# Suggestion: State Transfer Heat and Dynamic Boiling Point.

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As everyone know, in ONI, stuff transfer state almost instantly. Anyone who know thermodynamics would know that it is impossible; state change require heat, vaporization consume heat; condensations release heat. Also, this mechanic would remove many cooling system that are commonly used in real world.

So, I suggest some change:

+ When something is at the temperature required to change state (state change point +-3), it should also absorp/release heat according to its vaporization/condensation/melting/ heat x object mass. So, boiling water to 103°C won't create steam immediately, it just change water into a "boiling" state that doesn't change temperature, but will convert itself into steam if it receive more heat( Steam mass = heat input/ vaporization heat of water)

In exchange, a condensing gas should enter an "condensating" state, which will release heat without cooling down futher and turn into liquid.

+ As many know, water does not boil in 100°C unless the pressure is exact 1atm. Liquid boiling point depend on surface pressure, higher pressure increase boiling point and lower pressure lower boiling point. This should be reflected on game, by changing the static boiling point into a dynamic one, which depend on gas pressure in adjacent tiles. High pressure raise boiling point while low pressure lower it. In vacuum, all liquid should vaporize immediately.

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What qualitative changes would this bring to the game and what are the negatives of implementing this?

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While this would make the game closer to real life physics it would probably negatively impact the playability of the game. It would make it harder to boil and condense stuff which might make the game feel more sluggish during state changes. This might be compensated by reducing the specific heat capacity but will still hinder the readability of the simulation. I can see people constantly asking why is their water not changing into steam when it has the right temperature.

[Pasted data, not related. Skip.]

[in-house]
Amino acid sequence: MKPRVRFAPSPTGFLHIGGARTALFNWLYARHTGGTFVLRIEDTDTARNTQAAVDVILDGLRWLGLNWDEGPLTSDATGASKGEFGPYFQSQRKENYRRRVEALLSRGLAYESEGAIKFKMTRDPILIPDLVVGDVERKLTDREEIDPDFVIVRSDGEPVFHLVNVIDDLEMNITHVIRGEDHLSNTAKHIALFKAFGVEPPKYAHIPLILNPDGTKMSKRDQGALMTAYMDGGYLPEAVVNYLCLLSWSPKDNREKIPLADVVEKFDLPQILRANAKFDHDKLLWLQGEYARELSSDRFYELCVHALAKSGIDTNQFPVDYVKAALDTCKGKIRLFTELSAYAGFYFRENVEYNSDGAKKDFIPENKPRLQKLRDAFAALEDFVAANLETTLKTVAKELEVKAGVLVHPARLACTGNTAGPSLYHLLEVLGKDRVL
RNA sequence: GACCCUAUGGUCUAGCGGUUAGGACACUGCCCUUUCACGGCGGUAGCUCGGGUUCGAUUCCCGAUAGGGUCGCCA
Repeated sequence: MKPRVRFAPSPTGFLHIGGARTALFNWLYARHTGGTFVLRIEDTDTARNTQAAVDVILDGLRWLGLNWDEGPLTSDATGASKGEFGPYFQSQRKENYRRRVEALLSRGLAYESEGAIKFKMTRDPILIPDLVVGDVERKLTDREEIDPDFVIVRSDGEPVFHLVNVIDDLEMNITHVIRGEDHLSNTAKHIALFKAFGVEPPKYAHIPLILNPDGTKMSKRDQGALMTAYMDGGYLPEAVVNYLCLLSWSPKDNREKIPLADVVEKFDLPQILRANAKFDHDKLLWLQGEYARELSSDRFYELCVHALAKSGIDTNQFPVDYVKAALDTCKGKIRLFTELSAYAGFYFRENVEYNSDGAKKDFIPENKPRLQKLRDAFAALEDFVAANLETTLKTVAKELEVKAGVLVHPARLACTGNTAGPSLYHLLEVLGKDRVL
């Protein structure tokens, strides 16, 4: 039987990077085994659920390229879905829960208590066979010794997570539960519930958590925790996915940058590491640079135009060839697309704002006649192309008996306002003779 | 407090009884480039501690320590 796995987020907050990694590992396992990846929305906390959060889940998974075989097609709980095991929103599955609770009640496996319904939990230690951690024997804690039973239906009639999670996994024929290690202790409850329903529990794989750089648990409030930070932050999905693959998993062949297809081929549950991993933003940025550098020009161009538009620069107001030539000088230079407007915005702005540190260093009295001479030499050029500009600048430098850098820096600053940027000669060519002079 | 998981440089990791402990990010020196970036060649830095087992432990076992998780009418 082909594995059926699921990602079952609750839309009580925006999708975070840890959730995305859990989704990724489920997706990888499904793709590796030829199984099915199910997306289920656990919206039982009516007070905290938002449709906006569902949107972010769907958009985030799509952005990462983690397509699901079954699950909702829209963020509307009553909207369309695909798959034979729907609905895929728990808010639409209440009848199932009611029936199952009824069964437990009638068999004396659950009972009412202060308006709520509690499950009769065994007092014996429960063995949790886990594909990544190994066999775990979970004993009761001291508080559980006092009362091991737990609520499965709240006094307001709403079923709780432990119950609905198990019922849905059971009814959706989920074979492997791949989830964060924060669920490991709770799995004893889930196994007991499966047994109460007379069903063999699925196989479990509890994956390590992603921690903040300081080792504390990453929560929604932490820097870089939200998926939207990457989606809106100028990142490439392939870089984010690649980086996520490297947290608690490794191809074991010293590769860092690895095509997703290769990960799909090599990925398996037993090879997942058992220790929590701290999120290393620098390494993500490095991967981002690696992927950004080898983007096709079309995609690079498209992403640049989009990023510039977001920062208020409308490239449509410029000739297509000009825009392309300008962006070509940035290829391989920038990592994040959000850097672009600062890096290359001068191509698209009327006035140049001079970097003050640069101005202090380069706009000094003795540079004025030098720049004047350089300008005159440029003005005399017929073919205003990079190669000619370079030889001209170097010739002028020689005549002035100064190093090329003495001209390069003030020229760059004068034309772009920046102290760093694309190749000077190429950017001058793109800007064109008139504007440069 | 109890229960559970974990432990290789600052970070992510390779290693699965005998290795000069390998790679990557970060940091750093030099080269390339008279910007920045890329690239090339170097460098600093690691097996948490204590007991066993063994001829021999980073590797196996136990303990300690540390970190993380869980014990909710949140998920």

As for the pressure simulation it`s even worse here. ONI doesn`t calculate pressure at all. It just checks how much mass is at each tile and if it`s over a certain threshold it causes popped eardrums in gasses and breaks tiles near liquids. Yet you still get weird interactions like 1 kg of polluted water blocking hundreds of tons of clean water from flowing. Making a dynamic boiling point would require to change the whole gas simluation and even if we do that then we get issues with dupes breathing out less than they breathe in (imagine your water boiling early game beacause you forgot to set up extra oxygen generation). After all is done and works we just get a system that`s hard to understand and does a lot of weird things that don`t really add to the game.

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I like the idea of the first part where vaporization energy is taken into account. Perhaps rename it with "Superheated" and "Subcooled" which is the technical term for this behavior, as boiling would imply that the water is "emitting" steam.

The second one, pressure based phase change, might be too computationally expensive/unstable to be implemented.

On 6/6/2022 at 5:09 PM, Sasza22 said:

While this would make the game closer to real life physics it would probably negatively impact the playability of the game. It would make it harder to boil and condense stuff which might make the game feel more sluggish during state changes. This might be compensated by reducing the specific heat capacity but will still hinder the readability of the simulation. I can see people constantly asking why is their water not changing into steam when it has the right temperature.

I agree readability might be an issue, however we already see a sort of fix in game for accounting for phase transition heat, where phase transition happens a 3 degrees past the transition point. We can tweak that such that different elements has a different margin to transition, and post transition the temperature "snaps" back to the transition point.

So say the 3 degrees is roughly how much thermal energy a water need to "boil", so water will only transition to steam at 103, and the moment it becomes steam at 105 is "snaps" back to 100 C.

Same in reverse, where steam need to cool back down to something like 95 degree, it will convert to water and snaps back to 100 degree.

This would also make water boiling a bit more realistic (instead of a mass of water flash boiling instantly, some tiles goes to steam first, temperature "snapback" stops the other tiles from transitioning until they too reach the transition point again).

The difficulties would be in configuration, figuring out various transition points such that you get minimal heat gain/lost (so you don't get into situation where you're losing/gaining massive amount of heat just by phase transitions)

EDIT: I agree that pressure based transition might be a bit hard readability wise, and proper implementation would be computationally prohibitive.